Landscaping with Native Plants
A native plant is one which occurred within this region before colonization by Europeans. Native plants include:
- Woody trees
There are approximately 2,100 native plants in Pennsylvania.
An introduced or non-native plant is one that has been brought into the state to become established in the wild.
At the turn of the 21st century, about 1,300 species of non-native plants existed in Pennsylvania outside of gardens, parks, and agricultural lands.
That is 37 percent of Pennsylvania’s total wild plant flora. More introduced plants are identified every year.
Native Plants for Landscaping, Restoration Buffers, and Meadow Establishment
The use of
native plant species (PDF) offer many advantages to using non-native species.
Adapted for Local Climate and Conditions: Native plants are adapted to local soils, climate, and conditions and will persist through frost and drought.
Bird Food: Native plants provide seeds, insects and caterpillars.
Pollinators: A planting of native plants will attract native pollinators such as native bees, butterflies, moths, beetles, and hummingbirds. The DCNR Bureau of Forestry promotes and tracks pollinator plantings (PDF).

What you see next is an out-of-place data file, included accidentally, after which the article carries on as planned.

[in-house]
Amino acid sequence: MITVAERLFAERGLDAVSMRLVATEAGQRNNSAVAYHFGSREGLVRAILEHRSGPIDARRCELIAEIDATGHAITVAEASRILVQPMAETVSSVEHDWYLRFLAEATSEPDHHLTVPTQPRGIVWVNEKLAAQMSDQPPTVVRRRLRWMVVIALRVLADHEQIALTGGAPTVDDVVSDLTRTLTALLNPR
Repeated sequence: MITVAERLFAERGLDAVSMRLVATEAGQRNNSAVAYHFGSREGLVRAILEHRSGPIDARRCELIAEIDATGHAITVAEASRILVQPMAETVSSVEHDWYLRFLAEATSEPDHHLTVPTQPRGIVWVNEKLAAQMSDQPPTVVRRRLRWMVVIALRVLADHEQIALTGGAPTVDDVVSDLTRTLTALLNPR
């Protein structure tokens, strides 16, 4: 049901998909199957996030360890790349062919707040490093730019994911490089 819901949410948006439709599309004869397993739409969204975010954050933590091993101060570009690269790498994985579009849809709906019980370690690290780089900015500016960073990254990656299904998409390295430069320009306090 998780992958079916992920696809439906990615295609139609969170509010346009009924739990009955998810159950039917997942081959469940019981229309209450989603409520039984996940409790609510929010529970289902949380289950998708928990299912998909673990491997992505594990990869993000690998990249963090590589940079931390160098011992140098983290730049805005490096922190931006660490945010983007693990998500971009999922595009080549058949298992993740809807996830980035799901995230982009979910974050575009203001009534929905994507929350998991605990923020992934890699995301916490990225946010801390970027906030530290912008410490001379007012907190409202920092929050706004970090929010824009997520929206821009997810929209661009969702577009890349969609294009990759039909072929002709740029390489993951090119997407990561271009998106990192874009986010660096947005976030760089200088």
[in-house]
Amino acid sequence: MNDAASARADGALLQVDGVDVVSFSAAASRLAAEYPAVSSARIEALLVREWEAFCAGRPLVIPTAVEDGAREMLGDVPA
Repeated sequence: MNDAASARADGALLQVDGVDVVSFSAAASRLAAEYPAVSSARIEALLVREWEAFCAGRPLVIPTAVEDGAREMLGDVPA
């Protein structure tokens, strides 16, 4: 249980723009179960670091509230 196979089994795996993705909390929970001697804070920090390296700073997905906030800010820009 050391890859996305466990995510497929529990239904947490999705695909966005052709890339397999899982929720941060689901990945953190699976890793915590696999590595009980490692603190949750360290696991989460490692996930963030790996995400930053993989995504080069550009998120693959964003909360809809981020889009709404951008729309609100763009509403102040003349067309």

Low Maintenance: Native plant species require less maintenance such as water and soil amendments. Once the plants are established they will require little else.
Maintaining Native Biodiversity: Native plants experience multiple threats such as habitat conversion, invasion of exotic species, deer herbivory, pollution, and over collecting. By using native plant species you can help to maintain the native biodiversity of Pennsylvania.
Tips for Landscaping with Native Plants
Minimize habitat destruction. First, conserve existing native vegetation and plant communities. Minimize habitat disturbance. Ecological restoration may be necessary, including native plantings, invasive removal, erosion control, or loosening soil compaction.
Use native plants. Well-chosen native plants can flourish in public and private landscapes. Avoid rare plants and choose common native plants. If you must use non-natives, choose plants that will not escape and become weeds.
Learn more about native plants. Learn what plants are native in your area. There are many field guides to wildflowers that can get you started.
Buy nursery-propagated native plants. Most retail nurseries and mail-order catalogs now offer native plants. There are also a number of native plant sales held in the spring.
Do not remove native plants from the wild. Taking native plants from the wild depletes native populations. Also, many wild-collected plants do not survive transplanting. Prevent wild-collecting of plants by making sure that plants you buy are propagated at a nursery.
Practice responsible landscaping techniques. Choose the right plants for the site: wet or dry, shade or sun, acid or neutral soil. Learn to identify the local plants to guide plant selection. Plant nurseries, catalogs, books, or online information can help too. Also limit fertilizer and pest chemical usage. Never plant invasives.